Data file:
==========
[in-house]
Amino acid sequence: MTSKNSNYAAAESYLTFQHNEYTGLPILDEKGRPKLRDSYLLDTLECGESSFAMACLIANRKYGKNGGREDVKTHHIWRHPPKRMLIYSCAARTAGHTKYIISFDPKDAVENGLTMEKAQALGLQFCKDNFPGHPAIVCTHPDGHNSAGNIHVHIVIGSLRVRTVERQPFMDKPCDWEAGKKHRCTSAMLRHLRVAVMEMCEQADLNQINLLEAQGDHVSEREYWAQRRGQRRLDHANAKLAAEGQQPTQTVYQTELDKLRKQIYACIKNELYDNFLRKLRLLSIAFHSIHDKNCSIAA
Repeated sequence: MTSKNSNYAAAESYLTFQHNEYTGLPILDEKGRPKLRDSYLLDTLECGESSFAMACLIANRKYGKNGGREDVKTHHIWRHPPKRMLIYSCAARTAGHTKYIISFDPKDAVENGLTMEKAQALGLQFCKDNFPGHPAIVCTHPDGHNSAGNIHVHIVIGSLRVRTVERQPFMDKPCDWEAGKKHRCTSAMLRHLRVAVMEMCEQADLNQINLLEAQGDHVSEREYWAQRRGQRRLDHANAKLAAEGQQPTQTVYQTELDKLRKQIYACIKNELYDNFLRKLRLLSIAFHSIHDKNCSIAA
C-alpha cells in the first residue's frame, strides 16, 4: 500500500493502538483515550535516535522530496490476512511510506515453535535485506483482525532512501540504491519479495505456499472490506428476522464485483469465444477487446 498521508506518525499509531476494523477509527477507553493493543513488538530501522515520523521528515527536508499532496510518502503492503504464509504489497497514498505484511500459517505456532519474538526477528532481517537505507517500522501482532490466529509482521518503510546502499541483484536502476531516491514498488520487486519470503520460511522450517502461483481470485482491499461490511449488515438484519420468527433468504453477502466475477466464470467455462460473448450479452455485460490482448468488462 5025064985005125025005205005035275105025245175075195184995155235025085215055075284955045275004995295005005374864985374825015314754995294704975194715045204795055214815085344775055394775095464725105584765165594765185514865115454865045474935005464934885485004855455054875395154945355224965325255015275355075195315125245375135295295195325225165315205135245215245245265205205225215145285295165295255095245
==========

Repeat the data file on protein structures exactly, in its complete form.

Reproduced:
[in-house]
Amino acid sequence: MTSKNSNYAAAESYLTFQHNEYTGLPILDEKGRPKLRDSYLLDTLECGESSFAMACLIANRKYGKNGGREDVKTHHIWRHPPKRMLIYSCAARTAGHTKYIISFDPKDAVENGLTMEKAQALGLQFCKDNFPGHPAIVCTHPDGHNSAGNIHVHIVIGSLRVRTVERQPFMDKPCDWEAGKKHRCTSAMLRHLRVAVMEMCEQADLNQINLLEAQGDHVSEREYWAQRRGQRRLDHANAKLAAEGQQPTQTVYQTELDKLRKQIYACIKNELYDNFLRKLRLLSIAFHSIHDKNCSIAA
Repeated sequence: MTSKNSNYAAAESYLTFQHNEYTGLPILDEKGRPKLRDSYLLDTLECGESSFAMACLIANRKYGKNGGREDVKTHHIWRHPPKRMLIYSCAARTAGHTKYIISFDPKDAVENGLTMEKAQALGLQFCKDNFPGHPAIVCTHPDGHNSAGNIHVHIVIGSLRVRTVERQPFMDKPCDWEAGKKHRCTSAMLRHLRVAVMEMCEQADLNQINLLEAQGDHVSEREYWAQRRGQRRLDHANAKLAAEGQQPTQTVYQTELDKLRKQIYACIKNELYDNFLRKLRLLSIAFHSIHDKNCSIAA
C-alpha cells in the first residue's frame, strides 16, 4: 500500500493502538483515550535516535522530496490476512511510506515453535535485506483482525532512501540504491519479495505456499472490506428476522464485483469465444477487446 498521508506518525499509531476494523477509527477507553493493543513488538530501522515520523521528515527536508499532496510518502503492503504464509504489497497514498505484511500459517505456532519474538526477528532481517537505507517500522501482532490466529509482521518503510546502499541483484536502476531516491514498488520487486519470503520460511522450517502461483481470485482491499461490511449488515438484519420468527433468504453477502466475477466464470467455462460473448450479452455485460490482448468488462 5025064985005125025005205005035275105025245175075195184995155235025085215055075284955045275004995295005005374864985374825015314754995294704975194715045204795055214815085344775055394775095464725105584765165594765185514865115454865045474935005464934885485004855455054875395154945355224965325255015275355075195315125245375135295295195325225165315205135245215245245265205205225215145285295165295255095245